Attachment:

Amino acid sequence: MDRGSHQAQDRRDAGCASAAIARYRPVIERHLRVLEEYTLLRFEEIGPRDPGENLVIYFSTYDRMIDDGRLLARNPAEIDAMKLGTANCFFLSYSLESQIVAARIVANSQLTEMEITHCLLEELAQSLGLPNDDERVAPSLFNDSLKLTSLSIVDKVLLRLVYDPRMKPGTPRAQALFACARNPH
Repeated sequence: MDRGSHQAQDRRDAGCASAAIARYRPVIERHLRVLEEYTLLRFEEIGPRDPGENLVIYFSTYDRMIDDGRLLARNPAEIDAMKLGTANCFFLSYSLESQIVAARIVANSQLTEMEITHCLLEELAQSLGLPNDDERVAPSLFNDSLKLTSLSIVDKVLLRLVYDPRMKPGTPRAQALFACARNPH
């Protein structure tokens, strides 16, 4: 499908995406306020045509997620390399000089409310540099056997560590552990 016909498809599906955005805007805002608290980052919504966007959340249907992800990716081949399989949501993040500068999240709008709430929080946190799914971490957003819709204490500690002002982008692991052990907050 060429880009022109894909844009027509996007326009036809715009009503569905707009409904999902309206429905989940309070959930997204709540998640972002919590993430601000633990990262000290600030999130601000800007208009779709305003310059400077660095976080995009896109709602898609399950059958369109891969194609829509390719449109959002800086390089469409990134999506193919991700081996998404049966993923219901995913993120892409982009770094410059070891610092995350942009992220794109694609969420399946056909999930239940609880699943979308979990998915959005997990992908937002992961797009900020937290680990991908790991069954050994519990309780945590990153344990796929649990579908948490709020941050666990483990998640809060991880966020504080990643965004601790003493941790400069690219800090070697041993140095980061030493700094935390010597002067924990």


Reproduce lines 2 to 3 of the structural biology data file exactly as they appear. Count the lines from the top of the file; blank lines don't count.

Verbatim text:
Repeated sequence: MDRGSHQAQDRRDAGCASAAIARYRPVIERHLRVLEEYTLLRFEEIGPRDPGENLVIYFSTYDRMIDDGRLLARNPAEIDAMKLGTANCFFLSYSLESQIVAARIVANSQLTEMEITHCLLEELAQSLGLPNDDERVAPSLFNDSLKLTSLSIVDKVLLRLVYDPRMKPGTPRAQALFACARNPH
């Protein structure tokens, strides 16, 4: 499908995406306020045509997620390399000089409310540099056997560590552990 016909498809599906955005805007805002608290980052919504966007959340249907992800990716081949399989949501993040500068999240709008709430929080946190799914971490957003819709204490500690002002982008692991052990907050 060429880009022109894909844009027509996007326009036809715009009503569905707009409904999902309206429905989940309070959930997204709540998640972002919590993430601000633990990262000290600030999130601000800007208009779709305003310059400077660095976080995009896109709602898609399950059958369109891969194609829509390719449109959002800086390089469409990134999506193919991700081996998404049966993923219901995913993120892409982009770094410059070891610092995350942009992220794109694609969420399946056909999930239940609880699943979308979990998915959005997990992908937002992961797009900020937290680990991908790991069954050994519990309780945590990153344990796929649990579908948490709020941050666990483990998640809060991880966020504080990643965004601790003493941790400069690219800090070697041993140095980061030493700094935390010597002067924990």